The Atlanta Journal Constitution is running a pro and con piece from two defense experts debating the ratification of the replacement of the START nuclear treaty with Russia. The two seem to focus their disagreement on the weakened verification regime, rather than the procedural matter of the Senate being cut out of the foreign policy decision making loop.
On the pro, from Maj. Gen. Paul D. Eaton:
In today’s security environment, we must protect against the dual threats of nuclear proliferation and nuclear terrorism. With the nuclear arsenals of the U.S. and Russia accounting for nearly 95 percent of the world’s nuclear weapons, the first step to nuclear security begins with New START.
The original START agreement expired Dec. 5, 2009, leaving the U.S. without the intrusive inspection and verification regime that allowed U.S. inspectors to monitor Russia’s nuclear arsenal for so many years.
The U.S. Senate should work to reinstate these verification provisions byratifying New START and getting U.S. boots back on the ground.
Without these measures, our strategic command loses its access to Russia’snuclear forces, and the predictability between the world’s two largestnuclear powers is called into question.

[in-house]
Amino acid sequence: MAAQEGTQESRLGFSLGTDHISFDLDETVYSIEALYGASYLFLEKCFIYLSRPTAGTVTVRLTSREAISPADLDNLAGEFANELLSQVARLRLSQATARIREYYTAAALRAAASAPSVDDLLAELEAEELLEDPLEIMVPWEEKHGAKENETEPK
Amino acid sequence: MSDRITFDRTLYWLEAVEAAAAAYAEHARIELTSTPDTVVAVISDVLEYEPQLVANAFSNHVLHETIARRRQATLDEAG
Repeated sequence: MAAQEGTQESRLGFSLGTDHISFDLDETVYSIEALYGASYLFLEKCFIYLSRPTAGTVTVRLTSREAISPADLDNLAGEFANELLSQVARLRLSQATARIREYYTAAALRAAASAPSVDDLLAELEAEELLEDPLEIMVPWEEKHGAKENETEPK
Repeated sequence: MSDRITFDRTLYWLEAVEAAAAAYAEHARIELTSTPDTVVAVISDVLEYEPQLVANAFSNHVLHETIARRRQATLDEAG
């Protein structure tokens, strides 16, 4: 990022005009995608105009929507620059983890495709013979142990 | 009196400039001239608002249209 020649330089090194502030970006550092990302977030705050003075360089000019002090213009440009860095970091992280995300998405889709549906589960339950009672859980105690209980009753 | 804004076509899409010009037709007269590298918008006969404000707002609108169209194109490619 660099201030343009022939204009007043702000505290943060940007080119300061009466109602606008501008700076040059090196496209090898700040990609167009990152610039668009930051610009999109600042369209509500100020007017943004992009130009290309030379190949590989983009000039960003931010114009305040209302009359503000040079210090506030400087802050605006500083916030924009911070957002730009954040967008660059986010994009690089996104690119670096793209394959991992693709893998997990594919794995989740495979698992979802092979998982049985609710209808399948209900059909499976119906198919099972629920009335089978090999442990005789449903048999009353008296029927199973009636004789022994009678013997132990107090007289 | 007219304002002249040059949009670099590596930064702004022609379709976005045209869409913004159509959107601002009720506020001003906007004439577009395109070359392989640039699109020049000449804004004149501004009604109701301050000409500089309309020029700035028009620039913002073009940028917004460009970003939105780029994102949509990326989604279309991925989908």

And on the con, Robert R. Monroe:
First, the treaty itself is a wholesale giveaway. Virtually every provisionlimits future U.S. strategic programs, while imposing no meaningfulrestrictions on Russia. For example, New START does not count the thousandsof Russian tactical nuclear weapons, including new ones, while it seriouslylimits two vital U.S. non-nuclear programs: missile defense and promptglobal strike. With regard to strategic delivery vehicles, New STARTrequires the U.S. to reduce existing and needed land- and sea-basedballistic missiles and bombers, while allowing Russia to increase theirs.
New START is unverifiable. It does not even include the same missileproduction monitoring, on-site inspections, and telemetry access of theSTART-I treaty it would replace. Moreover, it fails to count several typesof strategic nuclear weapons and it disregards President Reagan’s “trust,but verify” rule.
Secondly, and more important than the treaty, is the master plan behind it.President Obama’s new national policy for nuclear weapons totally reversesthe strong nuclear deterrence policy that has kept America safe since thedawn of the nuclear era. This revolution in nuclear matters is set forth inObama’s Nuclear Posture Review (NPR) of last April. It directs America tosubstitute a policy of nuclear weakness for one of strength, in the hopethat this will lead to “a world without nuclear weapons.” And he promised totake “concrete steps” to get us there.